I remember my first pharma interview; the person soon to be my boss’ boss talked about the need to implement a PV database. It sounded vague and far fetching, felt like a job which nobody really wanted. After my start it turned out that besides having to quickly catch-up with pharma as a science, I also was thrown in to a mega new IT implementation as a self-made project manager. I learned a lot throughout the two years in which we selected and implemented the ARISg (now LSMV) solution of my future-to-be employer ArisGlobal.
My early pharma career led me through ascending leadership positions at Gedeon Richter up to deputy head of the function, from where I was head-hunted to the Swiss innovative mid-pharma Vifor Pharma (now CSL Vifor). And the story started over. They were running an early client server version of the same ArisGlobal tool. We did several major updates and went all the way from physical servers on prem to VMs in a private cloud and finally to the current state-of-the-art multitenant SaaS cloud the company is on today.
So, I was tech savvy, had the full professional background, knew the ArisGlobal tool in its whole context and with its whole history and knew most of the ArisGlobal organization. Crazy as it sounds, I joined this US headquartered global tech company with the development and service base in India. In my time at ArisGlobal we laid down the foundation of their global platform strategy, installed a modern product management governance and outlined functionality of an end-to-end R&D platform. All I did is expected from the developers pharma level quality and functionality which is the true demand on the customers‘ side where I was coming from.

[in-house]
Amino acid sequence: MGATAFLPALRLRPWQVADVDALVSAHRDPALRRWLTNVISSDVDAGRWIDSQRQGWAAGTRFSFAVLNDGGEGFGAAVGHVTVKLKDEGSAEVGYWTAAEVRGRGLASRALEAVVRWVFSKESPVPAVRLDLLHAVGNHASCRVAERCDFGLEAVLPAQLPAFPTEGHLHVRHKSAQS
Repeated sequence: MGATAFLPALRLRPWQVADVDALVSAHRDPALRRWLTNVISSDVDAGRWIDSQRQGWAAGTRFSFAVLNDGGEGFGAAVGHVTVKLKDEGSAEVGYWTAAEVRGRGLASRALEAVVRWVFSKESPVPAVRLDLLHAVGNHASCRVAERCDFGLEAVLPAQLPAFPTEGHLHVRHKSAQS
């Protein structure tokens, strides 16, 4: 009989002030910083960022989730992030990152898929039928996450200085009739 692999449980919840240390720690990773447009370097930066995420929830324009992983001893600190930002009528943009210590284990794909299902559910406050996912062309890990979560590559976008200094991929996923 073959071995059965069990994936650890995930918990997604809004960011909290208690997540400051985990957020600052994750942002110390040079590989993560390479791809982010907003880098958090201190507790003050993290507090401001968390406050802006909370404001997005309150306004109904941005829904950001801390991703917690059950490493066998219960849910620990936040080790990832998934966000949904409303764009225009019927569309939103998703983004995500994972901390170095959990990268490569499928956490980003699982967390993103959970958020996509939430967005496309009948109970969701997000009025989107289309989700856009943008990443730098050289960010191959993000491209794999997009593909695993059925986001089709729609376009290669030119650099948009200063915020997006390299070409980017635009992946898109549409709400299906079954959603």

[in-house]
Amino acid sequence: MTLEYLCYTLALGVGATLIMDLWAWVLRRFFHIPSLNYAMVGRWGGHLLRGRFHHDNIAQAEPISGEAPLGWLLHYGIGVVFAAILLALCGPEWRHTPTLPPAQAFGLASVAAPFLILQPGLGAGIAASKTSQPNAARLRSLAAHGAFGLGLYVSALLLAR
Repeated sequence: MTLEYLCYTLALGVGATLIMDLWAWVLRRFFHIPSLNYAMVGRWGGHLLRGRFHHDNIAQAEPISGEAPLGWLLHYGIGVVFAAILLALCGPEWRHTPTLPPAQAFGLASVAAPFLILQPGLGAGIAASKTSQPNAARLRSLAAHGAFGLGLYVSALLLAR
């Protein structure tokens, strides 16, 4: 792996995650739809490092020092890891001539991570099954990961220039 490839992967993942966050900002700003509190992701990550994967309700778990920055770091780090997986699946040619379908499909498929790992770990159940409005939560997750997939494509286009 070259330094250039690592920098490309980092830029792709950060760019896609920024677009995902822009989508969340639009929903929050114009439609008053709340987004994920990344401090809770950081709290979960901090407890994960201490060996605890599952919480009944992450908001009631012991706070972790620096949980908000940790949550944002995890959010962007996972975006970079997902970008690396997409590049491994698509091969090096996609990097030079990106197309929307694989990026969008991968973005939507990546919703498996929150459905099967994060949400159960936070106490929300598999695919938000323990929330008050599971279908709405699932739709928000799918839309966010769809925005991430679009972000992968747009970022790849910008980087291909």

StratoServ Sciences AG I founded in 2019 simply because ArisGlobal had no Swiss affiliate and I needed an employer. After the Chief Strategy Officer assignment with ArisGlobal ran out, I started building a business remaining focused on pharma R&D with an innovative approach to their technology, quality, and other needs. We work with mid-pharma clients, CROs and tech vendors servicing them. Our key offering beyond strategy or rather as part of the strategy is eco-system optimization, making them spend right to bring in new technologies and automation supporting the right services, and to maximize efficiency and quality whilst saving nominally as well.
You are an intelligent, talented, strong, and free career woman, but have quite the challenging journey behind you. Can you tell us more about that?
It was 2016. I was a 125kg, very tall and hairy guy with a developing alopecia in a tough multinational pharma leadership position with my peers being more my parents‘ age – and I hated my life. Dysphoria is a feeling of empty sadness associated with being transgender. I was at the playground with my beautiful daughter and wife, and I was asking myself why the hell am I not happy. Some experience levels of dysphoria which make them suicidal, but in decades chronic dysphoria also eats you alive. In 2016 I realized if I do not start figuring out my gender, it will not be long for me.
I was not consciously transitioning, but I did in fact initiate what was cosmetically possible to become more feminine. I also started changing my wardrobe and started transitioning socially. Work and private was kept strictly separated. I was working in boy-mode, living privately as a woman. Thanks to Swiss laws recently passed, I was able to officially change my name and gender while keeping marriage and all other official things like my company intact.
I am still on my journey of transitioning and embracing a new existence. I have found peace with my body and have assembled my specific package of medically what I do and do not need. I learned to love the journey itself and am not looking only at where I need to get to and what I will never be able to reach. Also 40 years of male socialization does leave its marks on both personality and soul.